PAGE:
The Sheku Effect Sees a Rise in Young Cellists

According to reports from the National Schools Symphony Orchestra (NSSO), the ‘Sheku Effect’ is in full swing, seeing young people across the country picking up a bow and dusting off their sheet music.

The orchestra, which offers a high-quality orchestral experience for young players aged 9-19, has seen an influx of new cello players signing up for the 2020 residential course: inspired by “the world’s new favourite cellist” (The Times). NSSO reports a 69% increase in applications from young cellists compared to this time last year, half of whom are first-time applicants.

They have also reported an uplift of 26% on recruitment across all instruments compared to this time last year, which is contrary to claims that music was becoming the preserve of the most privileged children from higher-income backgrounds.

NSSO also works with the London-based “music for social action” organisation Nucleo Project to offer places on their summer courses to children who show a gift for music but who would not otherwise have the ability to access courses such as these. NSSO awarded bursaries to 10% of the successful orchestral applicants in 2019.

Artistic Director of the NSSO, John Madden, said: “Malvern College, in the heart of Elgar country, is the home of the National Schools Symphony Orchestra.  This year, with applications up by almost a third on our 25th anniversary last year, the number of cellists applying is double that rate. There can be no doubt that the artistry and advocacy of Sheku Kanneh-Mason has been an inspiration to many young players; those taking up the cello as well as those who want to join NSSO.”

The Associated Board of the Royal Schools of Music (ABRSM), a music examinations board which accepts more than 600,000 candidates in over 93 countries worldwide each year, reported a spike in cello examinations following Sheku’s 2016 BBC Young Musician win. In 2017, the ABRSM received a 12.7% increase in cello exams undertaken on the previous year.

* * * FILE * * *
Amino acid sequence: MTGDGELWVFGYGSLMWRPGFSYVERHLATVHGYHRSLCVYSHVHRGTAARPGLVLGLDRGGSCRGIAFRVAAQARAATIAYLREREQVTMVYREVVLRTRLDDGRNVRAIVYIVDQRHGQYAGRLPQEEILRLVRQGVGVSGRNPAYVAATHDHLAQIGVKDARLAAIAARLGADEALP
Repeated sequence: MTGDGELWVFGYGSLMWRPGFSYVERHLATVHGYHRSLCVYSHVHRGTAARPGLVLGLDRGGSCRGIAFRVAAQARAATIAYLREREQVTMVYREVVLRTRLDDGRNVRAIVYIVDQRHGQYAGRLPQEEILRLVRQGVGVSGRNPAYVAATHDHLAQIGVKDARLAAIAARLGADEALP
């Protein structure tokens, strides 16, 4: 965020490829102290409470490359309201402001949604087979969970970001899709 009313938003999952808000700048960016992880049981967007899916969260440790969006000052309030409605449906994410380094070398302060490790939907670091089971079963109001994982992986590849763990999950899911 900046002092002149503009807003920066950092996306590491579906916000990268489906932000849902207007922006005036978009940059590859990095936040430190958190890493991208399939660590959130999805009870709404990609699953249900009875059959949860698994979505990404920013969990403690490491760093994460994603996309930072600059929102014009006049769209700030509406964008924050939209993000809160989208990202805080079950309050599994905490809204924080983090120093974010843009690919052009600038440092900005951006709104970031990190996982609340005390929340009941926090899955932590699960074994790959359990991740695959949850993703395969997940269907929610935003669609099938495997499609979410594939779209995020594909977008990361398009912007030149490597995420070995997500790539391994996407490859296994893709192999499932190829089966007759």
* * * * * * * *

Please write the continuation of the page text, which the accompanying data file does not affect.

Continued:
Music education provision remains a topic close to Sheku’s heart; he was recently appointed Ambassador for city-based charity London Music Masters (LMM), having lead string workshops with local schoolchildren in his role as Junior Ambassador for the last three years, reaching over 900 children through his work.

On receiving the news of his MBE award in the New Year’s Honours list, Sheku was keen to highlight those who had supported his music education thus far: 

“I was so lucky to have the dedicated support of my parents in giving me the opportunity to have specialist music lessons from a young child. I also had incredible support from the state schools I attended in Nottingham where music was promoted for its value in developing listening skills, teamwork, self-expression and hard work.  The love and enjoyment for this great art is something that should be available to everyone, regardless of background.”

Sheku is also an Ambassador for Future Talent – a charity supporting young musicians from low-income backgrounds. As part of his extensive concert tour of the USA, which continues throughout spring 2020, Sheku directs sessions with students of different ages and abilities, ensuring that his reach is not just confined to the UK.

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